Parameters: columns_to_convert_from_kpc_to_mpc : list of strings List providing column names that should be divided by 1000 in order to convert from kpc/h to Mpc/h units. This is necessary with typical rockstar catalogs for the halo_rvir, halo_rs and halo_xoff columns, which are stored in kpc/h, whereas halo centers are typically stored in Mpc/h. All strings appearing in columns_to_convert_from_kpc_to_mpc must also appear in the columns_to_keep_dict. It is permissible for columns_to_convert_from_kpc_to_mpc to be an empty list. See Notes for further discussion. Note that this feature is only temporary. The API of this function will change when Halotools adopts Astropy Units. write_to_disk : bool, optional If True, the write_to_disk method will be called automatically. Default is False, in which case you must call the write_to_disk method yourself to store the processed catalog. In that case, you will also need to manually call the update_cache_log method after writing to disk. update_cache_log : bool, optional If True, the update_cache_log method will be called automatically. Default is False, in which case you must call the update_cache_log method yourself to add the the processed catalog to the cache. add_supplementary_halocat_columns : bool, optional Boolean determining whether the halo_table will have additional columns added to it computed by the add_supplementary_halocat_columns method. Default is True. Note that this feature is rather bare-bones and is likely to significantly evolve and/or entirely vanish in future releases. chunk_memory_size : int, optional Determine the approximate amount of Megabytes of memory that will be processed in chunks. This variable must be smaller than the amount of RAM on your machine; choosing larger values typically improves performance. Default is 500 Mb.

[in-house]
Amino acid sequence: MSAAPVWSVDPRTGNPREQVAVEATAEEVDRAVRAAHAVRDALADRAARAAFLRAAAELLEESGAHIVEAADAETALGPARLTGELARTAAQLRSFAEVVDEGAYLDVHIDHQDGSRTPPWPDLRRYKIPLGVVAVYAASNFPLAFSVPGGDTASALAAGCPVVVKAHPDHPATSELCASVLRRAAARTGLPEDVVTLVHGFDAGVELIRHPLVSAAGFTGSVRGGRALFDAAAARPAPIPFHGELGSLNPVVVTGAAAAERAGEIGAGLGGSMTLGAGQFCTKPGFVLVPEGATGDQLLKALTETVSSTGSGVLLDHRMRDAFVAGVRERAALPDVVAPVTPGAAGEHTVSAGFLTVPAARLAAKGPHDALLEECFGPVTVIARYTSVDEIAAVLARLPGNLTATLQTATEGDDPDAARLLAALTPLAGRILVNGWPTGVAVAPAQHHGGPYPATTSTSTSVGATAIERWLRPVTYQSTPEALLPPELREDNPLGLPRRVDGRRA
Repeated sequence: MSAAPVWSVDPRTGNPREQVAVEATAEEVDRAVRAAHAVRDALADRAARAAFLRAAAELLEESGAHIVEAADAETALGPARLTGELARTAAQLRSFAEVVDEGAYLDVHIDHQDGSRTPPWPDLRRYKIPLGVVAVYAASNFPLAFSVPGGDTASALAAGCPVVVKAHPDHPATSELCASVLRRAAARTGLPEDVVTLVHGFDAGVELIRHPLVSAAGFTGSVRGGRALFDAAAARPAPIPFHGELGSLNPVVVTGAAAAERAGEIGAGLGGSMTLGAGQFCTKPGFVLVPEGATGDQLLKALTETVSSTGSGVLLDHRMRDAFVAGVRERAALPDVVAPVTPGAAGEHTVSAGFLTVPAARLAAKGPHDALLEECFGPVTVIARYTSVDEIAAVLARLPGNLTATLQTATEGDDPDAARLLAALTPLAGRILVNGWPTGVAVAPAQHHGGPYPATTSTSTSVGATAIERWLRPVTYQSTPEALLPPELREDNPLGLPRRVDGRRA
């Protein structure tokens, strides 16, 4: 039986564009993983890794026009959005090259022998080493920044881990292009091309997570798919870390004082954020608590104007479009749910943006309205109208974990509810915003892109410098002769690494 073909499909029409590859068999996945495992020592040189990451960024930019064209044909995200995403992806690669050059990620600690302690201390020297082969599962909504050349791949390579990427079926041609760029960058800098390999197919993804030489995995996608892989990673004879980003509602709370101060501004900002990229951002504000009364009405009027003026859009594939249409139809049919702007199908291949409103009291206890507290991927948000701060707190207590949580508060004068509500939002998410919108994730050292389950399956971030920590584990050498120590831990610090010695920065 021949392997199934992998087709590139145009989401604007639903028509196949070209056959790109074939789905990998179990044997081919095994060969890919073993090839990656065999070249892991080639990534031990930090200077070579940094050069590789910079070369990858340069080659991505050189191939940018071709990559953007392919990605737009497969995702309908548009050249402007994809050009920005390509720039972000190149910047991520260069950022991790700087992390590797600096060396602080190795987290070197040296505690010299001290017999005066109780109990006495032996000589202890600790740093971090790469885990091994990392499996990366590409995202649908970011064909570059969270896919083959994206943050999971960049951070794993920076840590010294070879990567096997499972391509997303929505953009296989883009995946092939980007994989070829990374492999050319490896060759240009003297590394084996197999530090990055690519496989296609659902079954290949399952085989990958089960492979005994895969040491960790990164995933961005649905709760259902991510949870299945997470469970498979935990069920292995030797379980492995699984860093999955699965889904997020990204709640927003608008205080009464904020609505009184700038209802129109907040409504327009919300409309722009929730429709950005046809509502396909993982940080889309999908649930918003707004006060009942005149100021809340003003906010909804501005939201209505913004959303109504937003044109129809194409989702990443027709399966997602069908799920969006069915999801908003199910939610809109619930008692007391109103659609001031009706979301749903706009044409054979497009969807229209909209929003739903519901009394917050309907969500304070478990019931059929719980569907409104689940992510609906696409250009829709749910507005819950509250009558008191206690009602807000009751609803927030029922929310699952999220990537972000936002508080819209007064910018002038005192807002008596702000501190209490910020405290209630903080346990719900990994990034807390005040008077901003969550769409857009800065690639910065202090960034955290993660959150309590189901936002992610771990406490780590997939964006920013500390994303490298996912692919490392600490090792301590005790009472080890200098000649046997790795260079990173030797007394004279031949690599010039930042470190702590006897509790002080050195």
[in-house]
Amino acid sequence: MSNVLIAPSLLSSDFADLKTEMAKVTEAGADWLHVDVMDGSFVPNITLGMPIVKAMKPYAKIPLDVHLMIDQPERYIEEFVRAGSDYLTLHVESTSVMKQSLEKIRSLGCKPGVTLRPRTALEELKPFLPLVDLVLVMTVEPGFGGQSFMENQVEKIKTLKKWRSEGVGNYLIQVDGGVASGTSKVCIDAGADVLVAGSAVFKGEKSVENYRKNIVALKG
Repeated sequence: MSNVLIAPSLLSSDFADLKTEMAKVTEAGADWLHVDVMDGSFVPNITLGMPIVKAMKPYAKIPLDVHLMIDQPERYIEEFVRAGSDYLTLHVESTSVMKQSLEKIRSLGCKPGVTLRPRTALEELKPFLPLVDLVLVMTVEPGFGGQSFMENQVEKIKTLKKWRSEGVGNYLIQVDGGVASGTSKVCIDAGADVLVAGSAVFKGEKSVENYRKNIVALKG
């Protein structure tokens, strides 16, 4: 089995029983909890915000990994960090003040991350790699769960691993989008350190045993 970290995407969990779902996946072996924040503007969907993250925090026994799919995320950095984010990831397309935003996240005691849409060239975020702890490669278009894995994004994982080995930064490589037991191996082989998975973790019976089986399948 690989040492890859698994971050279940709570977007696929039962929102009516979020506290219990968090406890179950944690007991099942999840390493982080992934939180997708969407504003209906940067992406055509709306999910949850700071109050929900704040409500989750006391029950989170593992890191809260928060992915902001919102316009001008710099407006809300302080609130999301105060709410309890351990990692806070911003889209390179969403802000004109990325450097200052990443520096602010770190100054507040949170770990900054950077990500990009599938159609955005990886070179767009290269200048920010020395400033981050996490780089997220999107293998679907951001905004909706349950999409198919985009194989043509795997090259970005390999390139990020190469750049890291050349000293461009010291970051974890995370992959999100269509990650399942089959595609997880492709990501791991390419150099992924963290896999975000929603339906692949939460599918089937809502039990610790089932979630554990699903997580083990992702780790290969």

Notes